Nothing surpasses the World Cup for romance in sport - David slaying Goliath. Everybody’s imagination is captured by it
That certainly was the case at Ayresome Park Middlesbrough, during the 1966 World Cup when North Korea, unsung and unheralded, triumphed 1-0 over Italy packed with superstars such as Mazzola, Rivera and Facchetti.
The goal-scorer? A little fellow called Pak Doo-Ik with a late first-half-goal. Instantly his name became known throughout the world — a hated figure throughout Italy.
Indeed, Italian fans were so irate the soccer authorities opted to fly the team home in the early hours of the morning to Genoa hoping they would avoid public confrontation.
That didn’t happen for they were pelted with fruit and other garbage for the biggest let down since Northern Ireland eliminated them in 1958.
Throughout the next season’s Italian Serie A when international players moved on to the ball they chanted “Ko-re-a! Ko-re-a!”
While this result came as quite a shock, North Korea had indicated their potential in a one-all draw with Chile. And although defeated 3-0 by the Soviet Union, they won the hearts of the public especially in Middlesbrough. After 42 minute Pak Doo-Ik, an inside forward, beat Rivera in a tackle, took the ball forward and swept a cross shot into the net. Joy unlimited.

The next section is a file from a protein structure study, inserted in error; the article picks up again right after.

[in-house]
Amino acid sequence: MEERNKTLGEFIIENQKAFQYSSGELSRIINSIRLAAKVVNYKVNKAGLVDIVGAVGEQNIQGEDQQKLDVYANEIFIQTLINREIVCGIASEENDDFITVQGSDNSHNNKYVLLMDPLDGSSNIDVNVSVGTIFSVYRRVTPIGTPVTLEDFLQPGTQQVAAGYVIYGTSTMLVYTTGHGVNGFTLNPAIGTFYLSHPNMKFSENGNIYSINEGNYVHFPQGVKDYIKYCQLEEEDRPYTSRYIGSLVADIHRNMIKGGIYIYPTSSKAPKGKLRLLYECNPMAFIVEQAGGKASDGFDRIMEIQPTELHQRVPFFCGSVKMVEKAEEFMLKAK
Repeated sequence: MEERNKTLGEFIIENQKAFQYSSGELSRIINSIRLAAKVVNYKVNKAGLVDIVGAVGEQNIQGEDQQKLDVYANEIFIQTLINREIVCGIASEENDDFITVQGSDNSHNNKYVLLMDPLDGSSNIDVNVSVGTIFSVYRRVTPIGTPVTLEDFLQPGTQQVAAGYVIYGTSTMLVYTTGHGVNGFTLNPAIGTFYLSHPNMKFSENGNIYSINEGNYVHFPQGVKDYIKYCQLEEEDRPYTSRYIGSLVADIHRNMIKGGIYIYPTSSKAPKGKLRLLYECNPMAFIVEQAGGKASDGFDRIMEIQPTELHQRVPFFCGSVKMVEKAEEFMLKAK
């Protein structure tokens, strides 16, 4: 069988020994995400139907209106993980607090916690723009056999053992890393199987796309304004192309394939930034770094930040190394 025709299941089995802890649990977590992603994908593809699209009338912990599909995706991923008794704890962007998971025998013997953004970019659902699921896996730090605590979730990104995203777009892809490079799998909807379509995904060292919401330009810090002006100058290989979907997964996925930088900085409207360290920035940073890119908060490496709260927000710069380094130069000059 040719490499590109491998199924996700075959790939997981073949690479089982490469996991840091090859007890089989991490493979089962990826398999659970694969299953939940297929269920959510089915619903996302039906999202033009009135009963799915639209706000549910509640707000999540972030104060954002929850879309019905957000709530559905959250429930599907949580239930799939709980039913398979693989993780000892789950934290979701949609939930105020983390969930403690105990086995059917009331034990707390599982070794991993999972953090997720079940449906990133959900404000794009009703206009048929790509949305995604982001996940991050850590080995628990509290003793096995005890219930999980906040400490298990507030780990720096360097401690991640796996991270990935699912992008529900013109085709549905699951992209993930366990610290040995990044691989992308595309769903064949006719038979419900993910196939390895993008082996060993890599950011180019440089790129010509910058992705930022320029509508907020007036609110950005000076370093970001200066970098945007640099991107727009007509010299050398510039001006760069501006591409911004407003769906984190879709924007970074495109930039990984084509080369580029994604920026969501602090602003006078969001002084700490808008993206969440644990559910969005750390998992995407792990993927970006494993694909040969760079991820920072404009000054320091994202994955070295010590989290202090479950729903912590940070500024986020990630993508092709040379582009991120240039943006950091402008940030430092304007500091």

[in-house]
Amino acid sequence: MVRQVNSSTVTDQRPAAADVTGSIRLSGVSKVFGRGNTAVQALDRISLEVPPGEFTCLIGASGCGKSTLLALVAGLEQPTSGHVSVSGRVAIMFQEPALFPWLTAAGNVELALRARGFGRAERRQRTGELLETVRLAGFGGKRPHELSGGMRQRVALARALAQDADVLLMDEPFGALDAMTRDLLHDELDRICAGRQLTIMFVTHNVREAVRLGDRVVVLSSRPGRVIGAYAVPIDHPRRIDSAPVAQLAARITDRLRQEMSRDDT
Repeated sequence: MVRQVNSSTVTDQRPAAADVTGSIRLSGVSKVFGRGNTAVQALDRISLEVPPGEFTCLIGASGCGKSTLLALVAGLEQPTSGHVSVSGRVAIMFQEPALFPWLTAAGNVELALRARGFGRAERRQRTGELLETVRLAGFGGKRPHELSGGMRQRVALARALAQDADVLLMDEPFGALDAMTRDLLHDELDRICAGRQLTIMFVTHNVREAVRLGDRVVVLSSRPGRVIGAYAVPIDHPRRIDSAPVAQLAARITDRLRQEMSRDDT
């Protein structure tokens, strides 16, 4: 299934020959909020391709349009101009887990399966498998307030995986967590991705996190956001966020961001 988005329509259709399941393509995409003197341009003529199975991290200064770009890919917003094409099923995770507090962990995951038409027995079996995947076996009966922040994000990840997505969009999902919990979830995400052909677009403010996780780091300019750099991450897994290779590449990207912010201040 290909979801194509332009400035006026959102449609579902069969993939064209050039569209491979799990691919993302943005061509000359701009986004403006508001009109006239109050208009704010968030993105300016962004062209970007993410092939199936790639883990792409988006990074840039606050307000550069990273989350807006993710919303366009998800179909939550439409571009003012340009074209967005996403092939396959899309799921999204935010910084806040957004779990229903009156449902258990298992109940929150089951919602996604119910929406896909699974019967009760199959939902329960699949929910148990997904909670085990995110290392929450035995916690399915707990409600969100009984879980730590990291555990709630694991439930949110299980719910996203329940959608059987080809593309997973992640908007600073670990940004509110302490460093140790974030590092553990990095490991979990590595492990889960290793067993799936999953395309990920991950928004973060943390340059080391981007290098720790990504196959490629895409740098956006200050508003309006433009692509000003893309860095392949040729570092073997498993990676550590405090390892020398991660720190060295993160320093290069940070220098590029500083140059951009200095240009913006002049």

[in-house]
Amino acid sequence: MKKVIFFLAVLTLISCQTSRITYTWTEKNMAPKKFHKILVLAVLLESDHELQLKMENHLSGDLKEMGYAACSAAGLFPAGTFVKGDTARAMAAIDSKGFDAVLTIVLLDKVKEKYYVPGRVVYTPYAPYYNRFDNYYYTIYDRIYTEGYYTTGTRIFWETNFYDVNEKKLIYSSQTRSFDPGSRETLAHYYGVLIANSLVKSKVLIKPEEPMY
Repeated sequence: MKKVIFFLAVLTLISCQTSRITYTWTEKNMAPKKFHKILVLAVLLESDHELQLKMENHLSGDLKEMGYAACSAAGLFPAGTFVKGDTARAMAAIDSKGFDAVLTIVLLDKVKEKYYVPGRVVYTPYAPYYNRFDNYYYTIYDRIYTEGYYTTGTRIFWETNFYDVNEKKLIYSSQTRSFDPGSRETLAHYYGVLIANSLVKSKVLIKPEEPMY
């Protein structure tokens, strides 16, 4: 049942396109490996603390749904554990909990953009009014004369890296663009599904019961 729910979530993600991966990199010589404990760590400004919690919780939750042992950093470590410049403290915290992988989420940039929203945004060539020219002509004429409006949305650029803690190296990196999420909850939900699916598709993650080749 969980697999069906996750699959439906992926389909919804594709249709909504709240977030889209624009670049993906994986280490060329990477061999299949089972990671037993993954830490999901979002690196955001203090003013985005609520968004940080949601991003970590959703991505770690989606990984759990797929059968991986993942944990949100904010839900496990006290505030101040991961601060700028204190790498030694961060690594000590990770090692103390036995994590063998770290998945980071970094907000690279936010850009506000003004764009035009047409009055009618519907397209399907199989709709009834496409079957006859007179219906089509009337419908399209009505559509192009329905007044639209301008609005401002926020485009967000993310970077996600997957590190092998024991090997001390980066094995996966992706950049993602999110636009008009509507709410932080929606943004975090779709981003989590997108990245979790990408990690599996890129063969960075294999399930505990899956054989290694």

In his definitive record of the World Cup my colleague Brian Glanville aptly summed up the Koreans by saying: “They played with splendid spirit and refreshing sportsmanship; the kind of professional foul to which the world exposed them clearly filled these straightforward little men with pained surprise.”
Incredibly North Korea, the Cinderella nation, had reached the final stages of the tournament and, in their next match appeared, to be on the verge of another major scalp when they led Portugal 3-0 at Goodison Park, Liverpool, after only 20 minutes. A miracle was required otherwise the conquerors of Brazil in an earlier round, were en-route home in shame like Italy.
Cometh the hour cometh the man. His name? Eusebio, one of the all-time greats of football, born in Lourenco Marques (now Maputo) and known as The Black Panther or The Black Pearl, who scored four goals — two from penalties — in the 5-3 win. This was, unquestionably, one of the finest performance and rescue acts in the history of the World Cup.
And so North Korea went back into oblivion in one of the most isolated, secretive nations on the planet — until they qualified again for South Africa 2010 hoping another Pak Doo-Ik would emerge!